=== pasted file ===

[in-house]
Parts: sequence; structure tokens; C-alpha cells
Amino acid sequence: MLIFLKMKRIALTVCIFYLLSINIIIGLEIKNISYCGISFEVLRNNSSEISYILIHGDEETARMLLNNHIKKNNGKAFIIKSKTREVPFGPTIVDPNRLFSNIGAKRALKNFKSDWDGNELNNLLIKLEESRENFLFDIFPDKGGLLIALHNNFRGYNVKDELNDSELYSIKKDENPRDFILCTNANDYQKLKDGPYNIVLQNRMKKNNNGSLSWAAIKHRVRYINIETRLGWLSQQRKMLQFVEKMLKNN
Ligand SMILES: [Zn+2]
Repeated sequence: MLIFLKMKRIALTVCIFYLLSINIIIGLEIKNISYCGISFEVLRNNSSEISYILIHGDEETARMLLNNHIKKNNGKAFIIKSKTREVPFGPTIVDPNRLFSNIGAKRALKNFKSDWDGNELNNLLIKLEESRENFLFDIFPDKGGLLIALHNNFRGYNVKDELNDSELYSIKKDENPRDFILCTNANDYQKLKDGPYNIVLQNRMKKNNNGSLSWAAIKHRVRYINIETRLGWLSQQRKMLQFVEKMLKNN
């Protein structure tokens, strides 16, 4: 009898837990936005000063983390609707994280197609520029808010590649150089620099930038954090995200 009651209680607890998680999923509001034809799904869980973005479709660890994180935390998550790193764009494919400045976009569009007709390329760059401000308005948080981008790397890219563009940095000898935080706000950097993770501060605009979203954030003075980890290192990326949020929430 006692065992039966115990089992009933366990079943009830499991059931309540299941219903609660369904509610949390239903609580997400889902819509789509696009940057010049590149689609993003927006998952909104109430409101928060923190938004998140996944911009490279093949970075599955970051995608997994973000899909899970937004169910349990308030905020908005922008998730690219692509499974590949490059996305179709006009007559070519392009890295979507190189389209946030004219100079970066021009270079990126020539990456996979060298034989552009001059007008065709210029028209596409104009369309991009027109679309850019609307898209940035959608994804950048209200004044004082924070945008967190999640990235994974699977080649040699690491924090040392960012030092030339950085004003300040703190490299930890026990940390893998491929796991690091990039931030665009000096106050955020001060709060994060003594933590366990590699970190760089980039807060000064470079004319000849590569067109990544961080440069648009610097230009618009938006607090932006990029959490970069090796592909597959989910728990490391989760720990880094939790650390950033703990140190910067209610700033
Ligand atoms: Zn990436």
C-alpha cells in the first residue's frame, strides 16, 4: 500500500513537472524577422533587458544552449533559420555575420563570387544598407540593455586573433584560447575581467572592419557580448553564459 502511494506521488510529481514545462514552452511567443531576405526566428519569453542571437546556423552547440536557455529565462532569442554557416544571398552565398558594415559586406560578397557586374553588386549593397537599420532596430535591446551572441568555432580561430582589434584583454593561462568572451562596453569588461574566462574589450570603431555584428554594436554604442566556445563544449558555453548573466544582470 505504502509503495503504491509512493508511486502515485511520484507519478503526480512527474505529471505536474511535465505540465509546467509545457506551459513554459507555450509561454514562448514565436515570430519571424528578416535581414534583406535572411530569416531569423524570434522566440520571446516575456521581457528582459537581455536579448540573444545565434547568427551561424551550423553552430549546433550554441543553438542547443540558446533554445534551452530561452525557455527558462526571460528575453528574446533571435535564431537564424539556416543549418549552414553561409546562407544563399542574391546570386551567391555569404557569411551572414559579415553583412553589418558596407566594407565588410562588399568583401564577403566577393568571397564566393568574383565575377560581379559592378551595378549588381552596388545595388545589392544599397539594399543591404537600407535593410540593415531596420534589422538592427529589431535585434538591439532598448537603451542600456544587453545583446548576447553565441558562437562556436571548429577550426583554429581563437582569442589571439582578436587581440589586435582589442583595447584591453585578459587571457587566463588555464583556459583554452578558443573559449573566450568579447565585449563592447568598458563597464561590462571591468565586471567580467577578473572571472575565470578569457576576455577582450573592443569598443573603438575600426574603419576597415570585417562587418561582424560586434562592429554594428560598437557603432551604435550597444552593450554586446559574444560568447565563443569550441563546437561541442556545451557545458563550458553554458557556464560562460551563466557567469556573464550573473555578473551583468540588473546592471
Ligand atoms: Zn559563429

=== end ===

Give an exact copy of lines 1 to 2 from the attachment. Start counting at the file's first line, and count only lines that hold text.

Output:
[in-house]
Parts: sequence; structure tokens; C-alpha cells